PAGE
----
It is What it Was: LCC MA Photojournalism on show
Students of this year's MA documentary photography and photojournalism course at the London College of Communication present their final projects to the public this week as their work is exhibited in London.
The final show by the 34 students on the course - It is What it Was - looks at the question of identity, mixing traditional photojournalism and documentary with more conceptual approaches.
Course leader John Easterby notes: "Their stories are fresh and original and the manner in which they are presented to the public, contemporary and in some cases, ground-breaking. Diverse as they are, the stories often reveal the similarities and connections that exist between us all."
Here's a small selection of the work - to see more, head over to their website or go to the London College of Communication, Elephant and Castle, London, SE1 6SB before 9 January.
This work centres on the largest iron ore mine in the world, the Carajas Complex, which is located in the west Amazon region of Brazil. The railway that links the mine to the coast is 560 miles (900km) long and Serra travelled the entire route, photographing those he met on the way.
The Liquid Gold Rush documents the lives of the Berber women of Morocco, who extract by hand the fruit of the Argan tree that grows only in the south-west of the country. It takes 30kg of fruit and 15 hours of work to produce one litre of Argan oil.
Clarkson's pictures tell the story of Mark, whom he describes as a gamekeeper, taxidermist, stalker and fox controller all in one.
"The project was designed to humanise a publicly demonised character, to explore his daily life, and to explore the debate that surrounds land management and gamekeeping in Scotland," says Clarkson.
Tillie is a Staffordshire bull terrier who has a special bond with her owner Claire, and is the first registered assistance Staffie in the UK.
Claire relies on Tillie for support in her battle against bipolar disorder and severe anxiety, while Tillie relies on Claire for her food, treats and walks. Coe says she enjoys sharing stories that might not otherwise be told, adding: "I think my journey as a photographer will be never-ending, and am excited to see what happens along the way."
Weiss's series documents the experiences of teenagers engaged with a number of welfare programmes in Germany. Using documents and letters alongside the photographs, he offers a glimpse of their lives as they pass to adulthood.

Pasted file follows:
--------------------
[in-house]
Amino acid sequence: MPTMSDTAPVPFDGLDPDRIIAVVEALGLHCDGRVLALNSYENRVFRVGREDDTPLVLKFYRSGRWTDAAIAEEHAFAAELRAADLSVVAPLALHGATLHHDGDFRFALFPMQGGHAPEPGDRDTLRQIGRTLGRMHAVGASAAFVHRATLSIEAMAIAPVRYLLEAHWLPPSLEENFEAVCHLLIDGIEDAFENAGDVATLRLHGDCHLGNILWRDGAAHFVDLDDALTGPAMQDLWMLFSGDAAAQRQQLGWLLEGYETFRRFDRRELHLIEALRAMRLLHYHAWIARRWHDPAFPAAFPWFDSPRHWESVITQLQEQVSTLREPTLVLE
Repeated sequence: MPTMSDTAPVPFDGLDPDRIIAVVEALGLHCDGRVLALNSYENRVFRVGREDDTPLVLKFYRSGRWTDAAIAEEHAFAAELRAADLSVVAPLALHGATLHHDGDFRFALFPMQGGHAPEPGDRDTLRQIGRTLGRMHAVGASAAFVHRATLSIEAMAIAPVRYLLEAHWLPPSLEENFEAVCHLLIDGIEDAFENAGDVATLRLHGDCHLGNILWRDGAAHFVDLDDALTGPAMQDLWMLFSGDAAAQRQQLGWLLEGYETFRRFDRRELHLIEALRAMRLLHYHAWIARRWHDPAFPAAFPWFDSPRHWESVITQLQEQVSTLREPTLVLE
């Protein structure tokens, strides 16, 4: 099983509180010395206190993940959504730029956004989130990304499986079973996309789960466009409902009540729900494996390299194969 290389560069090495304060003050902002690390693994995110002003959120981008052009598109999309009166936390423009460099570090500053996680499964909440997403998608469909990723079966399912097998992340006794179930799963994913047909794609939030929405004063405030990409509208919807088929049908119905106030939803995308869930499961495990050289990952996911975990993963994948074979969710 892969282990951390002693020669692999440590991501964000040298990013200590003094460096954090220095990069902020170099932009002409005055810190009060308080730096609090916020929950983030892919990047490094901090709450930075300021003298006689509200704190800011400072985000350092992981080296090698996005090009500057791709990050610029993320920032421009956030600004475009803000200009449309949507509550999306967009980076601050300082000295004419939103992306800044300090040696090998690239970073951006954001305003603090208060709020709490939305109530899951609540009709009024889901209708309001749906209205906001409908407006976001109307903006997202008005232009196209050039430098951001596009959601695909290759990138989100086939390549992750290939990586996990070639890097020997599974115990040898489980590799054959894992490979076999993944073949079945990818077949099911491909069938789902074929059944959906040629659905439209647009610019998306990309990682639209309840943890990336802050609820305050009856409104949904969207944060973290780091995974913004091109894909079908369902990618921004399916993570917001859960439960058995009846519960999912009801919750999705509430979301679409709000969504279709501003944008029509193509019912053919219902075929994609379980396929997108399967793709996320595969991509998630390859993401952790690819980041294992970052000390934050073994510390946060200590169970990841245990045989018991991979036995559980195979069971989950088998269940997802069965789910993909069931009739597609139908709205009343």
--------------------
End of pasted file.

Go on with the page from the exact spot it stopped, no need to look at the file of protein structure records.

Weiss's work has been widely praised, winning or being shortlisted for no fewer than seven awards, including the Getty Emerging Talent Award.
This set of pictures follows a group of wounded British and American veterans and looks at collective memory of conflict and their stories and life beyond the injury.
With a background working for NGOs and other campaigning organisations, Baker's work documents the path taken by two women who are now living in the UK following a long journey, through their struggles with authorities and what she describes as "their overwhelming strength of character".
Bush's project is entitled The Memory of History and takes as its starting point the notion that the European Union is built on a collective "forgetting of the feuds, rivalries, and wars that have divided the continent".
"At the core of all my work is the idea that in an environment where images are constantly becoming easier to create and view, questions about what photographs are and how they function are becoming ever more vital. Our addiction to photographs needs to be tempered by a better understanding of the way they distort and limit our understanding of the things they depict."
Begolo's work explores relationships that are usually hidden from view, here focusing on a brother and sister as they battle with issues around identity and gender.
"Photography is the creative means through which I observe and investigate those most curious of creatures, humans," she says. "I am particularly drawn to the nuances of gender and look to highlight and challenge the way in which our preconceptions and expectations shape the way we interact."